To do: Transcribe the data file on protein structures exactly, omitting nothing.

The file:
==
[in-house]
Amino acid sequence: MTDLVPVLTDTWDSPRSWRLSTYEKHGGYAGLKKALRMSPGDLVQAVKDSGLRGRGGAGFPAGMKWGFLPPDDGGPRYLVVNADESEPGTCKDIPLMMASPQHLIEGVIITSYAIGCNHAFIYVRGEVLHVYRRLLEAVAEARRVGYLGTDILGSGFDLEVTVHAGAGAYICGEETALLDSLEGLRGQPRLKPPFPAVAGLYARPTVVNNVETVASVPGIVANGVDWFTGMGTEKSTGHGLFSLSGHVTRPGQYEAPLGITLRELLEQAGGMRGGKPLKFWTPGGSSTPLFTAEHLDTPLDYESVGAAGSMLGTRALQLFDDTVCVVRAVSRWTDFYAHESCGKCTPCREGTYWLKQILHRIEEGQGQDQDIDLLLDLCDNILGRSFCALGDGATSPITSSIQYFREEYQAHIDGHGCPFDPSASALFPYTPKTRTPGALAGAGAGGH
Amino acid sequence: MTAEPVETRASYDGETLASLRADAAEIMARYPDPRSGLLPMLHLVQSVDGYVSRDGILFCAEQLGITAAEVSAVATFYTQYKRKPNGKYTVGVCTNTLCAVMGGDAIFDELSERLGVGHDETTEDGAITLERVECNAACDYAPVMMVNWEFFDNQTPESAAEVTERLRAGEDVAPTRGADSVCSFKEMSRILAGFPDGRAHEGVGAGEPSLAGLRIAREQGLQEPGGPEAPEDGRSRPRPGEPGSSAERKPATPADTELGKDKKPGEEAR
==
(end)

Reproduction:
[in-house]
Amino acid sequence: MTDLVPVLTDTWDSPRSWRLSTYEKHGGYAGLKKALRMSPGDLVQAVKDSGLRGRGGAGFPAGMKWGFLPPDDGGPRYLVVNADESEPGTCKDIPLMMASPQHLIEGVIITSYAIGCNHAFIYVRGEVLHVYRRLLEAVAEARRVGYLGTDILGSGFDLEVTVHAGAGAYICGEETALLDSLEGLRGQPRLKPPFPAVAGLYARPTVVNNVETVASVPGIVANGVDWFTGMGTEKSTGHGLFSLSGHVTRPGQYEAPLGITLRELLEQAGGMRGGKPLKFWTPGGSSTPLFTAEHLDTPLDYESVGAAGSMLGTRALQLFDDTVCVVRAVSRWTDFYAHESCGKCTPCREGTYWLKQILHRIEEGQGQDQDIDLLLDLCDNILGRSFCALGDGATSPITSSIQYFREEYQAHIDGHGCPFDPSASALFPYTPKTRTPGALAGAGAGGH
Amino acid sequence: MTAEPVETRASYDGETLASLRADAAEIMARYPDPRSGLLPMLHLVQSVDGYVSRDGILFCAEQLGITAAEVSAVATFYTQYKRKPNGKYTVGVCTNTLCAVMGGDAIFDELSERLGVGHDETTEDGAITLERVECNAACDYAPVMMVNWEFFDNQTPESAAEVTERLRAGEDVAPTRGADSVCSFKEMSRILAGFPDGRAHEGVGAGEPSLAGLRIAREQGLQEPGGPEAPEDGRSRPRPGEPGSSAERKPATPADTELGKDKKPGEEAR